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Why Indonesia Banned Palm Oil Exports

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Why Indonesia Banned Palm Oil Exports

Palm oil firms chasing export profits were driving up costs for consumers, creating a potential political headache for the government.

Why Indonesia Banned Palm Oil Exports

A view of a palm oil plantation in Bogor, Indonesia.

Credit: Wikimedia Commons/Achmad Rabin Taim

The last several months have been a wild ride for Indonesia’s palm oil sector, culminating last week in a blanket ban on exports of both crude palm oil and its refined products, such as cooking oil. Right up until the end the government sent a flurry of mixed messages, walking back its initial plan by saying that exports of crude palm oil would be allowed before reversing itself again at the last minute.

Indonesia is the world’s largest supplier of palm oil, so depriving global markets of the commodity is a big deal. It will, among other things, effect the cost of basic goods like cooking oil at a time when food prices are already being squeezed. Trade partners will not be pleased. So why did Indonesia take this extraordinary step?

The simple answer is that it’s about prices. According to the Indonesian Palm Oil Association, local production of crude palm oil fell in 2021 compared to 2020, even as global demand surged. When demand increases and supply falls or remains constant, all else being equal, prices will rise. And that is exactly what has happened. In April 2020, a ton of Indonesian crude palm oil was fetching around $545 on the European market. Two years later, that jumped to $1,700.

This has been good for exporters, and for Indonesia’s current account. As I wrote last week, booming global demand for commodities that Indonesia has in abundance, such as coal and palm oil, has reversed a persistent current account deficit and placed the rupiah in a relatively solid position as the U.S. Federal Reserve begins raising interest rates this year. It’s also drummed up increased revenue for the Ministry of Finance.

But a roaring commodity export market presents a kind of paradox, because while it benefits exporters and the current account, the Indonesian government does not want domestic consumers to pay the global market price for these commodities. A key priority for the government is to ensure that the price of staple goods – such as gasoline, electricity, rice, and cooking oil – remains stable and affordable. Certain types of gasoline have already seen a (quite modest) price hike, and the government is especially sensitive right now to further inflationary pressures.

The problem is that this creates dueling incentives for key actors. The political interests of the state in keeping domestic prices low is at odds with the commercial interests of palm oil producers and exporters, who want to sell as much palm oil as they can at the highest price the market will support. Something has to give, and clearly the government believes that palm oil companies chasing export profits is diverting supply away from the domestic market where profit margins are lower. This has caused the price of cooking oil to surge, and shortages and hoarding were widely reported earlier this year.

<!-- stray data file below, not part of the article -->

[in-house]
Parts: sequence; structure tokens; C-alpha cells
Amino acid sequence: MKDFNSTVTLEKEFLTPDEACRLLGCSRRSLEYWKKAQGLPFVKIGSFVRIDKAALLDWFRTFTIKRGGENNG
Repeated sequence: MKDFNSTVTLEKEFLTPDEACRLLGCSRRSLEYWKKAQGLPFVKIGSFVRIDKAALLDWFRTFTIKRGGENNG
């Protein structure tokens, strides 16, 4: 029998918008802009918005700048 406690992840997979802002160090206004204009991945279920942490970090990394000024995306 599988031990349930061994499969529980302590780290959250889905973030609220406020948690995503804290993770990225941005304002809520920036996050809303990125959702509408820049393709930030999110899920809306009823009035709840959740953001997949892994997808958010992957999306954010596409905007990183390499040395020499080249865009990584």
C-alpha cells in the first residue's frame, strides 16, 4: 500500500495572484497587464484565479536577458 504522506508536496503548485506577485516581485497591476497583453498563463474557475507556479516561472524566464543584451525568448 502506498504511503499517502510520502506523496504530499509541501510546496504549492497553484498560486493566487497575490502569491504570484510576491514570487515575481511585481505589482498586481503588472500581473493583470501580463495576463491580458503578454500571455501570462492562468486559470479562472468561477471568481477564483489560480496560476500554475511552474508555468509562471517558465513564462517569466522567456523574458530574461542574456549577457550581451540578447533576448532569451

To bring the price down, the government first tried some regulatory fixes such as export quotas, domestic market obligations, and price ceilings for cooking oil. Investigations have been launched into palm oil executives and trade officials. But these have been rushed and confusing. They did not bring the price down fast enough and with the Lebaran holiday approaching, when millions gather to celebrate the end of Ramadan, the government felt it needed to be seen taking more decisive action and finally announced a blanket export ban.

Whether this will actually have the desired (or any) effect, on the price of cooking oil in Indonesia is almost irrelevant since I doubt the ban will be in place for long. More fundamentally, this is meant to send a message about the power of the state to discipline markets when it’s in the national interest to do so. It echoes actions taken earlier this year, when coal exports were banned to ensure a sufficient supply was available for domestic power plants at below market prices.

As I wrote at the time, that was also primarily about sending a message, which is that the Indonesian economy is pro-market – but only up to a point. When commercial interests are at odds with the political and national interests of the state, the state will intervene to protect these interests. Each time they do this there is a risk of overplaying their hand, as trade partners and investors will not look on these actions kindly, especially when demand for these commodities is not so hot anymore.

But for now Indonesia controls the raw supply of things like coal and palm oil which are in high demand, so their reach can extend pretty far when they want to send a message. And that message – that the domestic market needs to be supplied first and at affordable prices, even if it forces exporters to leave profits on the table – is coming through loud and clear.